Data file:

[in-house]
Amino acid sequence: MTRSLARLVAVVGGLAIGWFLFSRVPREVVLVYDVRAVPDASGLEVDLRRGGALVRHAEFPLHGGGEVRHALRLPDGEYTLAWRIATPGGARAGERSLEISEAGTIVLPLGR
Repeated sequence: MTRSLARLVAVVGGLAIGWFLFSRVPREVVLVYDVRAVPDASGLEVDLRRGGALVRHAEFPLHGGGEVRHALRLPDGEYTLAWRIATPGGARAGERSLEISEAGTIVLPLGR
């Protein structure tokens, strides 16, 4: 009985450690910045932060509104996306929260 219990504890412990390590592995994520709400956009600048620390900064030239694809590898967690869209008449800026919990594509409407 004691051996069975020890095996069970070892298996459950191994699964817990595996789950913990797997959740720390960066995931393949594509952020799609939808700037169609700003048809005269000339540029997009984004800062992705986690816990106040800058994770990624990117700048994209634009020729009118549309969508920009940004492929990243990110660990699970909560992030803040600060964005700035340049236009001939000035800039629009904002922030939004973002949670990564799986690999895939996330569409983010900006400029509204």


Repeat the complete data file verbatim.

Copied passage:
[in-house]
Amino acid sequence: MTRSLARLVAVVGGLAIGWFLFSRVPREVVLVYDVRAVPDASGLEVDLRRGGALVRHAEFPLHGGGEVRHALRLPDGEYTLAWRIATPGGARAGERSLEISEAGTIVLPLGR
Repeated sequence: MTRSLARLVAVVGGLAIGWFLFSRVPREVVLVYDVRAVPDASGLEVDLRRGGALVRHAEFPLHGGGEVRHALRLPDGEYTLAWRIATPGGARAGERSLEISEAGTIVLPLGR
């Protein structure tokens, strides 16, 4: 009985450690910045932060509104996306929260 219990504890412990390590592995994520709400956009600048620390900064030239694809590898967690869209008449800026919990594509409407 004691051996069975020890095996069970070892298996459950191994699964817990595996789950913990797997959740720390960066995931393949594509952020799609939808700037169609700003048809005269000339540029997009984004800062992705986690816990106040800058994770990624990117700048994209634009020729009118549309969508920009940004492929990243990110660990699970909560992030803040600060964005700035340049236009001939000035800039629009904002922030939004973002949670990564799986690999895939996330569409983010900006400029509204």